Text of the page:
Now, does sci-fi always get it right? No, not exactly. I’m sure there are plenty examples out there. And I’m sure we could name them. But, point is: sometimes our imaginations point to what could be. While in other cases, our imagination exceeds anything we could possibly do. At least for now anyway. The Star Wars franchise is synonymous with hyper drives and lightspeed travel. Can it be done? Well, the answer is unequivocally, undeniably….maybe?

Perhaps my kids will see it. Or their kids will. At which point, I’m fine with that generation having a go at it. I’ll be happy watching from the sidelines.

 

Mars and Science Fiction

Wow. It’s been a while. Let’s get right to it.

Being a sci-fi enthusiast, I found myself anxiously awaiting NASA’s big Mars announcement this week. I mean, come on, we’re talking about Martians here. Did we find’em? They out there? Every book that’s ever been written about the red planet would be turned on its head if so. But, as we know, that wasn’t the big news NASA had for us. Make no mistake though, what we got was still big news: flowing salt water. Water. Flowing freely. That’s pretty cool, right? I mean, water is a precursor for life. And though there are slim chances of a Mars shark or a Mars dolphin swimming about the water highways of Mars, there’s always that slim chance something with a heartbeat could be on the red planet. Right?

Or as so many science fiction minds have imagined in the past: absolutely. 

From a literary perspective, Mars has been a source of inspiration for more than a handful of stories over the years. Perhaps most well-known is H.G. Wells’ War of the Worlds; one of modern literature’s first attempts at the alien invasion genreFirst published in 1898 (hard to imagine), Wells’ classic detailed a battle between Earth and Mars’ inhabitants, the technologically advanced “Martians.” The book was received well and consequently influenced several other science fiction writers. Most notably, perhaps, was Edgar Rice Burroughs; the man behind the John Carter series, who wrote a series of books on Mars and his fictional race of people who lived there.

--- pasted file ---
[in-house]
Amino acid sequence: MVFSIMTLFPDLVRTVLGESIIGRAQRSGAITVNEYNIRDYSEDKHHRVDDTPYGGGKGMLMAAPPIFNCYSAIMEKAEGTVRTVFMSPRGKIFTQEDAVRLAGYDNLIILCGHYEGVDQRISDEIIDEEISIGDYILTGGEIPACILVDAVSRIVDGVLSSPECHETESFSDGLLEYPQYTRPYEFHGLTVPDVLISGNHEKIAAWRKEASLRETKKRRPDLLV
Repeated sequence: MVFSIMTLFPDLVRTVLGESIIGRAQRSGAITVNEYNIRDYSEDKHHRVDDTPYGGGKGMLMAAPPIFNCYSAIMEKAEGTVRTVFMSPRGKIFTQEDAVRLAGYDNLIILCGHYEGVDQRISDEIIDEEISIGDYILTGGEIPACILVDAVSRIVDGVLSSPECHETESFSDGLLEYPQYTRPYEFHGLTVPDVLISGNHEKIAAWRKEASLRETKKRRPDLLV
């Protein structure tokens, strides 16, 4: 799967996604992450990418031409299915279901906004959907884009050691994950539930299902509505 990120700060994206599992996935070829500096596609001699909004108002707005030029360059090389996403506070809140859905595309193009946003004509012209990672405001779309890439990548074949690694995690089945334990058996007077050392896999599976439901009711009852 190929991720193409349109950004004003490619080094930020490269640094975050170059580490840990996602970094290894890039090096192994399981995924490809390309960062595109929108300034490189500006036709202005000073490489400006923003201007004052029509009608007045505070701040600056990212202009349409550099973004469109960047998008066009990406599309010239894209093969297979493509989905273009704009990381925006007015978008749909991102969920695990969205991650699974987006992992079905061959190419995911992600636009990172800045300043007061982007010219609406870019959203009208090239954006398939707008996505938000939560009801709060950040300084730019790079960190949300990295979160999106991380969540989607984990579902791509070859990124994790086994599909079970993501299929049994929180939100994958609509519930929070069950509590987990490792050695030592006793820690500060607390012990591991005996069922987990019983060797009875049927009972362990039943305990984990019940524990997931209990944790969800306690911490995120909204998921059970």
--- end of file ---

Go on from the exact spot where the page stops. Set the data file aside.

But, that’s not all we got from Mars over the years.

There was the trippy and engaging film, Total Recall, that took us to a Mars where people were trying to make the air on Mars “breathable.” Oh, and there’s mutant people in it, too. Then there was Mission to Mars, a film that tried to explain the theories of the universe through the eyes of highly intelligent alien life form (I guess that’s like having mutant people?). And there was the unfortunate box office flop, Red Planet, that tried to convince us of Martian “nematodes” that eat people. No mutants, just yikes. And for the less-than-serious takers, there was the satirical Mars Attacks! A film made to intentionally mock old school alien invasion movies while poking fun at its cast throughout. Jack Nicholson is in it. Pierce Brosnan is in it. Natalie Portman is in it. And so is… well, that’s all you need to know. Mars has been host to more than a few stories where alien life is bent on our destruction. And naturally, the general public loves it. Even if it’s coming from brother Mars.

But, what about now? Does the discovery of flowing water change much? I’d be reluctant to say that it hasn’t. If nothing else, it’s provided even more inspiration for us Earthen folk. And with Matt Damon’s The Martian coming out this year, it seems like the timing couldn’t have been better. We may not be dreaming of terrifying tentacles or tripods with ray guns (well, not as much) but we do have that much more to work with. Ice miners on Mars? Rivers filled with Martian fish?